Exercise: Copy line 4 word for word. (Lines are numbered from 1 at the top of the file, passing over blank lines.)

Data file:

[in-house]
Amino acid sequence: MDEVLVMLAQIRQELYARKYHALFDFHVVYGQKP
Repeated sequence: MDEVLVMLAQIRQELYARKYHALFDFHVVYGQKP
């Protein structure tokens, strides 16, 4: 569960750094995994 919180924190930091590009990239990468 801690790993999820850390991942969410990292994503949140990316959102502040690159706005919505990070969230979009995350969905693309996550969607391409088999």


């Protein structure tokens, strides 16, 4: 569960750094995994 919180924190930091590009990239990468 801690790993999820850390991942969410990292994503949140990316959102502040690159706005919505990070969230979009995350969905693309996550969607391409088999």